There’s a meditative, soothing quality to it. Playing brushes can assist you in developing better timing and flow (because of circular/elliptical stroke patterns) — which will also show when playing with sticks.
All time great brush players include Papa Jo Jones, Clayton Cameron, and Jeff Hamilton.
A little history on brush playing, from Mike Tarrani’s website:
Clayton Cameron devotes a segment to the same relationship. The arguments are compelling and valid. However, Mr. Paton cites a deeper source: shoe shine boys who employed their individual rhythms in brushing down their customers with whisk brooms after they shined the shoes. He backs this up with copious citations within the article. He also traces the development and evolution of suitcase drumming in which brushes were used, as well as the importance of barbershops as musical centers of gravity and where some of the whisk broom rhythms were born and evolved. In the latter it appears that Louisiana was particularly important. The irony is the pioneering New Orleans drummers, such as Louis Cottrell, Sr and Baby Dodds eschewed brushes.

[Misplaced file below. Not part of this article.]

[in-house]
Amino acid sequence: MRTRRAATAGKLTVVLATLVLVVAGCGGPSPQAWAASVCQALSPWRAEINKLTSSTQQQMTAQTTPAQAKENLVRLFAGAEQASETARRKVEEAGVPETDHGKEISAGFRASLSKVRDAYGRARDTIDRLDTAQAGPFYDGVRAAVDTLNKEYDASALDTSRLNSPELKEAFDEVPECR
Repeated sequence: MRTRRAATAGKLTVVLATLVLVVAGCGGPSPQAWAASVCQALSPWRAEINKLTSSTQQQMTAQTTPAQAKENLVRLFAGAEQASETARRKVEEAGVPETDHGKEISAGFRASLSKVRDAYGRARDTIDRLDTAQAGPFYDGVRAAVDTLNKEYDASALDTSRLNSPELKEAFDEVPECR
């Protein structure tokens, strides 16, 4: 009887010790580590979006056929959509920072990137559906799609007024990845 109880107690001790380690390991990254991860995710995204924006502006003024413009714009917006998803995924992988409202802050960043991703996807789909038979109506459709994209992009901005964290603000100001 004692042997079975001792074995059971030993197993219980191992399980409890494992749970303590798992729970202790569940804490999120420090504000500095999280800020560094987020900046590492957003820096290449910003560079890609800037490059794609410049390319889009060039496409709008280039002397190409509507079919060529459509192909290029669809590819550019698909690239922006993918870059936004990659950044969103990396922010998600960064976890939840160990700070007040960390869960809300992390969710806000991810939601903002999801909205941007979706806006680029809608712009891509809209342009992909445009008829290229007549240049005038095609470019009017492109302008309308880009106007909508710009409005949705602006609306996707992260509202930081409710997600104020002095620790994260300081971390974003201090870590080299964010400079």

If you’ve never tried playing brushes, I encourage you to get a pair and start fooling around with them. You’ve been missing out 😉
Here’s a cool exercise one of my teachers shared with me, a long time ago:
- You play 14 different 16th note variations on the hi-hat, one per measure, while keeping a continually repeated pattern (ostinato) on the bass drum and snare.
- The bass drum syncopation includes a note on the “a” and “&” of the beat one and two, which makes it more challenging, coordination wise.
- If you struggle with the independence between bass drum and hi-hat, try to play the variations over a four on the floor beat (quarter notes on the bass drum) first, and work your way up from there.
- Focus on clarity, consistency, and groove. Make sure all the notes land in the right place.
- Practice to an 8th or 16th note metronome, to identify where there’s a tendency to push or drag.
- Practice each measure individually before putting them all together in a loop.
For a lot of people this is a hard exercise — it definitely is for me.
Its benefits are many: improved timing, coordination, and being able to stay in the pocket while transitioning between different variations, are just a few that come to mind spontaneously.
Remember: Slow, steady, and relaxed wins the race!